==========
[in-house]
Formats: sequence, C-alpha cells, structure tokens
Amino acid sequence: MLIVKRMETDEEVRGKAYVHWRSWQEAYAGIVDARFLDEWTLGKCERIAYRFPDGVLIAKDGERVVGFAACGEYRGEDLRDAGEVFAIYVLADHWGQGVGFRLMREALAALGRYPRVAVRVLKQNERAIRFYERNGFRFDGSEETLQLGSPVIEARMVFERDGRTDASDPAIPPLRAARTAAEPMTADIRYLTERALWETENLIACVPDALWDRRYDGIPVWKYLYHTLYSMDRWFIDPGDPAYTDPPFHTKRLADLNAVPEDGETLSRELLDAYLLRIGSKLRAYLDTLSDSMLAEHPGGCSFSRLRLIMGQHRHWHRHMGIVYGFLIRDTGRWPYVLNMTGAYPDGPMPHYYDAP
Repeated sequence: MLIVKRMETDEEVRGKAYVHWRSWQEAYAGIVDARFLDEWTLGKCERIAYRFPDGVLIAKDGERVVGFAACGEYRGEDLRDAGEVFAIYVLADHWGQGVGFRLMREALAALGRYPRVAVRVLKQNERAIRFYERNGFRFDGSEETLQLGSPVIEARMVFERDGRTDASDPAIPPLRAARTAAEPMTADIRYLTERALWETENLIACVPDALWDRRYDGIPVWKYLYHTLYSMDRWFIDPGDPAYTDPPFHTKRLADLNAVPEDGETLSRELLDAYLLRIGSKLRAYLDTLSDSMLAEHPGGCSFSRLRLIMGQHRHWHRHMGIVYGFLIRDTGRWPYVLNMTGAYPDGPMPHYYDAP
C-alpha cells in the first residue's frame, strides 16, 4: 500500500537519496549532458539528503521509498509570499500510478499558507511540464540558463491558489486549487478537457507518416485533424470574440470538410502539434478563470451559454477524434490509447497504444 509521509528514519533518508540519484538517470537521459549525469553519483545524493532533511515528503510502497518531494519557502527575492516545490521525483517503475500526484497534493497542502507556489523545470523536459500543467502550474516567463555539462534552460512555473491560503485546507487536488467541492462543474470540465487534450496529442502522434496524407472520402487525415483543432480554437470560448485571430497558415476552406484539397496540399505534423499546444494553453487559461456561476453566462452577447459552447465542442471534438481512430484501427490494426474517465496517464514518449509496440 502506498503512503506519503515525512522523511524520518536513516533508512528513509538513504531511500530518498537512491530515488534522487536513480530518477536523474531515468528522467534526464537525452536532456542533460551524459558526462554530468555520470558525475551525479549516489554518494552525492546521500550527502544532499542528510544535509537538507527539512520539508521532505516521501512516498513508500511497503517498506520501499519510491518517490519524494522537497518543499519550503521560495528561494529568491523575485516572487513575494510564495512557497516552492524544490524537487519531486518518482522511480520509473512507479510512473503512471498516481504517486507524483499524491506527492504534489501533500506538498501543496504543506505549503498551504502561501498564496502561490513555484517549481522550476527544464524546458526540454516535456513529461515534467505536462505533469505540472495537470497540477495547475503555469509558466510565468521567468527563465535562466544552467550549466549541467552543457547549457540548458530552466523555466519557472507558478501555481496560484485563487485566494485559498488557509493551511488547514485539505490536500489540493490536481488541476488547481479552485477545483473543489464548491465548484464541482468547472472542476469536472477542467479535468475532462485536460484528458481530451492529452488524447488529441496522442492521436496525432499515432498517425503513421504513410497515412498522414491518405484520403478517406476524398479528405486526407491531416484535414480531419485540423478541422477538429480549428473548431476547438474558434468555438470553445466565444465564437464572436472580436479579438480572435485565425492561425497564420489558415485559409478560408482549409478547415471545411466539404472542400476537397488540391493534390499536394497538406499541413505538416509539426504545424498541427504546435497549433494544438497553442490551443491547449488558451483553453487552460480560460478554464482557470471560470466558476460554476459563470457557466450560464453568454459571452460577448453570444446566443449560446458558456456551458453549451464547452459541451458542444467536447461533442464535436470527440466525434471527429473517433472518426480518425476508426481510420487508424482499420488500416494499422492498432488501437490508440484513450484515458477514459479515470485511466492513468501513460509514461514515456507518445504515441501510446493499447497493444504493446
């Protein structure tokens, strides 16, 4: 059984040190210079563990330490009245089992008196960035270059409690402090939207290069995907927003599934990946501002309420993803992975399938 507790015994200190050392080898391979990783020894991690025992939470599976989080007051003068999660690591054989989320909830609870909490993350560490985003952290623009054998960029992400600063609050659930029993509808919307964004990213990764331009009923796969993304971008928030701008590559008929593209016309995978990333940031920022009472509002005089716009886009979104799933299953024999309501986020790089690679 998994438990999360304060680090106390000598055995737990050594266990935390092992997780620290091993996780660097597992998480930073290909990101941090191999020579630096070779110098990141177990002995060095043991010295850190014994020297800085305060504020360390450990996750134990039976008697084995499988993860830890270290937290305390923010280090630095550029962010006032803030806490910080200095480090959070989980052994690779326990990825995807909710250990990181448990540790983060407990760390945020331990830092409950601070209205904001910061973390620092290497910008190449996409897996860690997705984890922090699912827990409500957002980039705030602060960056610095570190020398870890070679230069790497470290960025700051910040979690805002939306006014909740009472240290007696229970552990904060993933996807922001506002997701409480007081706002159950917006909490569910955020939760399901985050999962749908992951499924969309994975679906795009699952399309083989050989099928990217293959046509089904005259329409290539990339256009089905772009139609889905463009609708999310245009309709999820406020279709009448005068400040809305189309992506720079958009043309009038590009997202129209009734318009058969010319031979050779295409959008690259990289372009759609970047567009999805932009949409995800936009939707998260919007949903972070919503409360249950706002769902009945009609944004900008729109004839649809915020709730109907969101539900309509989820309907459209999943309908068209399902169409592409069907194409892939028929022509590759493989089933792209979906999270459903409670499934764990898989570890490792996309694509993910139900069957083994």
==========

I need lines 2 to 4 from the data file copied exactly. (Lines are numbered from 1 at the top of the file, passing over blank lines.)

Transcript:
Formats: sequence, C-alpha cells, structure tokens
Amino acid sequence: MLIVKRMETDEEVRGKAYVHWRSWQEAYAGIVDARFLDEWTLGKCERIAYRFPDGVLIAKDGERVVGFAACGEYRGEDLRDAGEVFAIYVLADHWGQGVGFRLMREALAALGRYPRVAVRVLKQNERAIRFYERNGFRFDGSEETLQLGSPVIEARMVFERDGRTDASDPAIPPLRAARTAAEPMTADIRYLTERALWETENLIACVPDALWDRRYDGIPVWKYLYHTLYSMDRWFIDPGDPAYTDPPFHTKRLADLNAVPEDGETLSRELLDAYLLRIGSKLRAYLDTLSDSMLAEHPGGCSFSRLRLIMGQHRHWHRHMGIVYGFLIRDTGRWPYVLNMTGAYPDGPMPHYYDAP
Repeated sequence: MLIVKRMETDEEVRGKAYVHWRSWQEAYAGIVDARFLDEWTLGKCERIAYRFPDGVLIAKDGERVVGFAACGEYRGEDLRDAGEVFAIYVLADHWGQGVGFRLMREALAALGRYPRVAVRVLKQNERAIRFYERNGFRFDGSEETLQLGSPVIEARMVFERDGRTDASDPAIPPLRAARTAAEPMTADIRYLTERALWETENLIACVPDALWDRRYDGIPVWKYLYHTLYSMDRWFIDPGDPAYTDPPFHTKRLADLNAVPEDGETLSRELLDAYLLRIGSKLRAYLDTLSDSMLAEHPGGCSFSRLRLIMGQHRHWHRHMGIVYGFLIRDTGRWPYVLNMTGAYPDGPMPHYYDAP